Abstract

http://ssrn.com/abstract=2263504
 


 



Updating Beliefs with Ambiguous Evidence: Implications for Polarization


Roland G. Fryer Jr.


Harvard University - Department of Economics; National Bureau of Economic Research (NBER); American Bar Foundation; University of Chicago

Philipp Harms


Harvard University - Department of Economics

Matthew O. Jackson


Stanford University - Department of Economics; Santa Fe Institute; Canadian Institute for Advanced Research (CIFAR)

July 1, 2013


Abstract:     
We introduce and analyze a model in which agents observe sequences of signals about the state of the world, some of which are ambiguous and open to interpretation. Instead of using Bayes' rule on the whole sequence, our decision makers use Bayes' rule in an iterative way: first to interpret each signal and then to form a posterior on the whole sequence of interpreted signals. This technique is computationally efficient, but loses some information since only the interpretation of the signals is retained and not the full signal. We show that such rules are optimal if agents sufficiently discount the future; while if they are very patient then a time-varying random interpretation rule becomes optimal. One of our main contributions is showing that the model provides a formal foundation for why agents who observe exactly the same stream of information can end up becoming increasingly polarized in their posteriors.

Number of Pages in PDF File: 22

Keywords: beliefs, polarization, learning, updating, Bayesian updating, biases, discrimination, decision making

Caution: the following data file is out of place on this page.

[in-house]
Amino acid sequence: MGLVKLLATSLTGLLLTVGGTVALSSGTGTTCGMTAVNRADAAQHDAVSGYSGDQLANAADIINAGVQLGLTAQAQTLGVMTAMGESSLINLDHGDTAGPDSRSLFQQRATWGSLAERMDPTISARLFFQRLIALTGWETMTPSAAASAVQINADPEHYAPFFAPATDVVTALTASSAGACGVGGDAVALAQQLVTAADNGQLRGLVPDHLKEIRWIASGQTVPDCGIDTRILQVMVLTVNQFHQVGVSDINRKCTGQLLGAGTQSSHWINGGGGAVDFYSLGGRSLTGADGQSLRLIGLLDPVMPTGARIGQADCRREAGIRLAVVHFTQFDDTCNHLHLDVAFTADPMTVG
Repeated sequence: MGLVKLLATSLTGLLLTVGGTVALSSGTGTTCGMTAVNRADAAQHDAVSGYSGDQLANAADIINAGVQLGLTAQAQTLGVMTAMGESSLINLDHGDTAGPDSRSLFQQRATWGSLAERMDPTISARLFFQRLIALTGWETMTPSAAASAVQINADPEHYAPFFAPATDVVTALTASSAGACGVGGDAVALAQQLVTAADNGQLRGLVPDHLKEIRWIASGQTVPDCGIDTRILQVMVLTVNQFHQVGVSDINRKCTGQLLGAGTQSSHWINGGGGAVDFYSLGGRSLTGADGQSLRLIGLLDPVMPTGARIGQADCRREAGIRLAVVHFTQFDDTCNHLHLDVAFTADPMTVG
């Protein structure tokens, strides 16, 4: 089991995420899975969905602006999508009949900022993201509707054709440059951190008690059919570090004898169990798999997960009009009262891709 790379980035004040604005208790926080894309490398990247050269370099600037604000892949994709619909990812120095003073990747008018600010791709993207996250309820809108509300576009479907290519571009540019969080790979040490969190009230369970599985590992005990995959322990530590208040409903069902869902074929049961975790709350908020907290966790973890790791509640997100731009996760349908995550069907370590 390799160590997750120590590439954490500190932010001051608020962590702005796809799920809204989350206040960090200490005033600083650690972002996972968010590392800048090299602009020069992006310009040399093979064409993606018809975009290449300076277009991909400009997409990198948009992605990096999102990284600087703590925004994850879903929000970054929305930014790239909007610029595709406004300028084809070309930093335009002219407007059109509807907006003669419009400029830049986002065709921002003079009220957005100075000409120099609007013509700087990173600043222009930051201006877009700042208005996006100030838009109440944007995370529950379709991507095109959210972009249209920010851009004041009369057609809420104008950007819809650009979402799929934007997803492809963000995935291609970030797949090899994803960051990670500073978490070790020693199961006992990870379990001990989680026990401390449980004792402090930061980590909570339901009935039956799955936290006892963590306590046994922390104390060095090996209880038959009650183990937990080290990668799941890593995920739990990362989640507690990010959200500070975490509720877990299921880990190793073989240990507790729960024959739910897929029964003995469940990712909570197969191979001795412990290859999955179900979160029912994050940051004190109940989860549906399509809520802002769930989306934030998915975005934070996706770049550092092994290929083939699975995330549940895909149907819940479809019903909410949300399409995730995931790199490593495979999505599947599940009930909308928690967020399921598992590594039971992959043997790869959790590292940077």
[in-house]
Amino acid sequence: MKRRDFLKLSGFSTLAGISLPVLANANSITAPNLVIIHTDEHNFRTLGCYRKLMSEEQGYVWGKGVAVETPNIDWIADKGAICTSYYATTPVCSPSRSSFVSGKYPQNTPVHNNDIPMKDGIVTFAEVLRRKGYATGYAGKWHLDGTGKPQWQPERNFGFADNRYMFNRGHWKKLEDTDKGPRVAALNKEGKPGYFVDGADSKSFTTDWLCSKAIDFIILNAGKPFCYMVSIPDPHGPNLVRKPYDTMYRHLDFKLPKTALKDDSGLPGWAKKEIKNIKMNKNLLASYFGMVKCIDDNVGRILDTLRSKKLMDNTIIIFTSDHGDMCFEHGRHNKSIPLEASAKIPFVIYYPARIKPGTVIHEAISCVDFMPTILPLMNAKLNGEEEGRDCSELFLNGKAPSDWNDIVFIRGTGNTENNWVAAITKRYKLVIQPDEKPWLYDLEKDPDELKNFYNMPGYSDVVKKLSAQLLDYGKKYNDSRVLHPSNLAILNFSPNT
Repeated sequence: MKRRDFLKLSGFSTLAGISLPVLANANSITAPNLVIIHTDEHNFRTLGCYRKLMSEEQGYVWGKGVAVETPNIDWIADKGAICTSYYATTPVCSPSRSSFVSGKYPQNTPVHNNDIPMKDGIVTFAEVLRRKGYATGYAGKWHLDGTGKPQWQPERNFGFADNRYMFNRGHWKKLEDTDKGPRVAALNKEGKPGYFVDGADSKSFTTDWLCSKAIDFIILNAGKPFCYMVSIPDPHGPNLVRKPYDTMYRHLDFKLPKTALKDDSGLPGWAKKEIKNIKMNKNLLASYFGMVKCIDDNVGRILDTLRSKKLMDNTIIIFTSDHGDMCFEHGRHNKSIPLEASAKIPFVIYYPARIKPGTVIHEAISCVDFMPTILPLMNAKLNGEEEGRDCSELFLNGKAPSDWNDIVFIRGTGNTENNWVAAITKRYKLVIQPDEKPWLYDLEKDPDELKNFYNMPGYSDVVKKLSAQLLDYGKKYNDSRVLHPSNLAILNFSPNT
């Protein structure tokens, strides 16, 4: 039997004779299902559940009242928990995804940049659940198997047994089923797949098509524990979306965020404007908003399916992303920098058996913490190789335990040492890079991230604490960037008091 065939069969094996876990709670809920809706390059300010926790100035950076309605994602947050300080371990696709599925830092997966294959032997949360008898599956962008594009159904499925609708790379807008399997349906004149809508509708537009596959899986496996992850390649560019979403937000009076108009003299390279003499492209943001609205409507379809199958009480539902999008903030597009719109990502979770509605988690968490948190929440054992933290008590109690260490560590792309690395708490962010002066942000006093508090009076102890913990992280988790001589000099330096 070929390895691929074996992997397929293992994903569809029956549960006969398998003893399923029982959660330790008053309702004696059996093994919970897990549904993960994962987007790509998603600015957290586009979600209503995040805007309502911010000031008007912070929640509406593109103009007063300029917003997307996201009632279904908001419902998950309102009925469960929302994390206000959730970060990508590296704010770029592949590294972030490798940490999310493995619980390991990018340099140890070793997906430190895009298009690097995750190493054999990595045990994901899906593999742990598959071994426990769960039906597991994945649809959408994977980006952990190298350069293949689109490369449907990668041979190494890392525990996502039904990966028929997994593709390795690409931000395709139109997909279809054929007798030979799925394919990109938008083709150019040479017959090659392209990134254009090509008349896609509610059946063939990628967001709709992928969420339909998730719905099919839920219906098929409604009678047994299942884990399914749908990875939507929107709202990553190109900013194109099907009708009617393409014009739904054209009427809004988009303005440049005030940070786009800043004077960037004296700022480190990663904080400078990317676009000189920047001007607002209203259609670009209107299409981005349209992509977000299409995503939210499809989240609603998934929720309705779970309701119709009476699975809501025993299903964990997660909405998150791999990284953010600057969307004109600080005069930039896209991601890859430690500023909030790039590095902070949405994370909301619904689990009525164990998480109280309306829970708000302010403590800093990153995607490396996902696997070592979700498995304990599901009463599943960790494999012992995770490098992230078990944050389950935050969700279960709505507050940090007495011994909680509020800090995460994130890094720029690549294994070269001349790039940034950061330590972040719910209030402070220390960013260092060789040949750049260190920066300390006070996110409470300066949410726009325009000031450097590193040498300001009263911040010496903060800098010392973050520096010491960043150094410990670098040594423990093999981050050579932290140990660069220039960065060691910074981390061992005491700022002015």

JEL Classification: D10, D80, J15, J71, I30

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Date posted: June 5, 2013 ; Last revised: July 27, 2013

Suggested Citation

Fryer, Roland G. and Harms, Philipp and Jackson, Matthew O., Updating Beliefs with Ambiguous Evidence: Implications for Polarization (July 1, 2013). Available at SSRN: http://ssrn.com/abstract=2263504 or http://dx.doi.org/10.2139/ssrn.2263504

Contact Information

Roland G. Fryer Jr.
Harvard University - Department of Economics ( email )
Littauer Center
Cambridge, MA 02138
United States
National Bureau of Economic Research (NBER)
1050 Massachusetts Avenue
Cambridge, MA 02138
United States
American Bar Foundation
750 N. Lake Shore Drive
Chicago, IL 60611
United States
University of Chicago ( email )
1101 East 58th Street
Chicago, IL 60637
United States
Philipp Harms
Harvard University - Department of Economics ( email )
1875 Cambridge Street
Cambridge, MA 02138
United States
Matthew O. Jackson (Contact Author)
Stanford University - Department of Economics ( email )
Landau Economics Building
579 Serra Mall
Stanford, CA 94305-6072
United States
1-650-723-3544 (Phone)
HOME PAGE: http://www.stanford.edu/~jacksonm
Santa Fe Institute
1399 Hyde Park Road
Santa Fe, NM 87501
United States
Canadian Institute for Advanced Research (CIFAR) ( email )
180 Dundas Street West, Suite 1400
Toronto, Ontario
Canada
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